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MTV Goes Green

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NEW YORK MTV is going green. Today the music channel is making available to its local networks in 162 countries a series of 35 public service announcements under the banner "MTV Switch."

The effort was crafted by a group of global agencies to promote energy conservation.

In addition to the PSAs, the Viacom network will also incorporate conservation into its original programming, including MTV News, over the rest of the year. In one such segment, Xzibit of Pimp My Ride fame will install an 800-horsepower diesel engine into a 1965 Chevrolet Impala.

MTV also plans to air two documentaries produced by Element called Tine and Ifie and Tia

Short spots with celebrities and artists such as Good Charlotte, MIMS and Kelly Rowland will air on MTV's channels. They will drive users online to mtvswitch.com.

"Trees" one of the PSAs, created by Lowe in New York, shows an animated tree breathing heavily as it struggles to walk around a city crowded by pollutants from cars and trucks. It ends with the tagline, "Trees can't reduce CO2 emissions alone. You can help."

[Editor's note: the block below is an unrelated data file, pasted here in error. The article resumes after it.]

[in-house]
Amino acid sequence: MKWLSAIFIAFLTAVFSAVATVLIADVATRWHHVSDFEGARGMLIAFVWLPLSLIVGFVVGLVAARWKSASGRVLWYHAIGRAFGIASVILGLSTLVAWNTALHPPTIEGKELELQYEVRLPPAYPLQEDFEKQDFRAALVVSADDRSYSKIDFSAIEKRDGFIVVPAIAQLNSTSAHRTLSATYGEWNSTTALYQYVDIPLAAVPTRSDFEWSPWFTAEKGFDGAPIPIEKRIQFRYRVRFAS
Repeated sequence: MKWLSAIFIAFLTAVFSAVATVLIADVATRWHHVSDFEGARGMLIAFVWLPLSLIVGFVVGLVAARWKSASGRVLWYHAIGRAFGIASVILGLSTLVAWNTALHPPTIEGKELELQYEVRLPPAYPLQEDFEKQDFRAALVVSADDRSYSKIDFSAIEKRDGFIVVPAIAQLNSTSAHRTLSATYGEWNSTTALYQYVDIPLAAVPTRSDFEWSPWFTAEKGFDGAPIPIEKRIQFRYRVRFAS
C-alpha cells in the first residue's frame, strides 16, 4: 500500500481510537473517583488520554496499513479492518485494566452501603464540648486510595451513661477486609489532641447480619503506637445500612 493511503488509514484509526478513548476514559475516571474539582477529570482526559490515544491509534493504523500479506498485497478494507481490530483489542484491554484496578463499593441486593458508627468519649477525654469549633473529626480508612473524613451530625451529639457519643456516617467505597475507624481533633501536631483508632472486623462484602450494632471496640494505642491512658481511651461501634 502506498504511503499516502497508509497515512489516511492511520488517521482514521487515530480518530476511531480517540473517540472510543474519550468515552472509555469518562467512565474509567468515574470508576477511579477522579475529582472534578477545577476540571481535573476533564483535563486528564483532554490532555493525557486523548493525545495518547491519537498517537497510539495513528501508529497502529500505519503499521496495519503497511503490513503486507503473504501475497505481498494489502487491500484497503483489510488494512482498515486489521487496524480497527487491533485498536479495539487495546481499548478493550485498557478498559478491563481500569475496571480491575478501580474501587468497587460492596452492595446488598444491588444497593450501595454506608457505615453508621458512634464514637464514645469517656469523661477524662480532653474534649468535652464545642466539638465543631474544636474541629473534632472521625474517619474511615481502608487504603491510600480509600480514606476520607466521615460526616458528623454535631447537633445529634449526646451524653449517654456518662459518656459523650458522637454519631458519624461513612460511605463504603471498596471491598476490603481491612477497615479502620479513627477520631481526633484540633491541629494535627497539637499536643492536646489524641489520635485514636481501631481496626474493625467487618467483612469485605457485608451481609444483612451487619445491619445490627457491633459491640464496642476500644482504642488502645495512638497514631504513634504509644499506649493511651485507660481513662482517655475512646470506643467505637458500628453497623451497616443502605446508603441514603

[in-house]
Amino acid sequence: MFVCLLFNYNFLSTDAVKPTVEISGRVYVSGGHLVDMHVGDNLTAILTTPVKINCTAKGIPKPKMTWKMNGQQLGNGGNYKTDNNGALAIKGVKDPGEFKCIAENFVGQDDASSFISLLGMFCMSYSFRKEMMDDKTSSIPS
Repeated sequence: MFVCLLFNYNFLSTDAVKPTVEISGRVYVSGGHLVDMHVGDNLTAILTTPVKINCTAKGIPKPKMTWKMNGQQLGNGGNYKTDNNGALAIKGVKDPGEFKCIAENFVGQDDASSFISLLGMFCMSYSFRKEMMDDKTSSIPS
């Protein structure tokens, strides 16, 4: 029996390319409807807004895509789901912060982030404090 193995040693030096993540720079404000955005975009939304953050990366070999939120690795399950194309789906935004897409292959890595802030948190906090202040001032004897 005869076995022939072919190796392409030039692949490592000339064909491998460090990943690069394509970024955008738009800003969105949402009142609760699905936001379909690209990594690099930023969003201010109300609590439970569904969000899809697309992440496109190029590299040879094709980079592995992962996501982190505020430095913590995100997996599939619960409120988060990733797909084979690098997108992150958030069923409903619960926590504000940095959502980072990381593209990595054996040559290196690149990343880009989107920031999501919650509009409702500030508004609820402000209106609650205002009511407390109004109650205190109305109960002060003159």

"In 'Trees' we wanted to give a human look to trees so that people can relate to them," said Maggi Machado, art director at Lowe, New York. "We wanted to make people laugh and cry because you get tired of PSAs that are such downers. There is hope, so we tried to put the hope into it."

Six agencies were involved: 180, Cake, Lowe, Ogilvy & Mather, Wieden + Kennedy 12, and Young & Rubicam. Broadcasters that have agreed to air the promos include Community Channel (U.K.), RTP (Portugal), ERT (Greece), UJRT (Serbia), LBC (Lebanon), Metro TV (Indonesia), ITV (Tanzania) and TV6 (Trinidad).

This is not the first time MTV has tried to draw awareness to an issue. Previous campaigns have focused on addiction, HIV/AIDS and getting young people involved in the political process.

"This issue has come up as an issue with our audience," said Bill Roedy, vice chairman, MTV Networks, London. "It's reached a tipping point in that the issue has a lot of resonance, particularly with young people as they will be the most impacted in the future."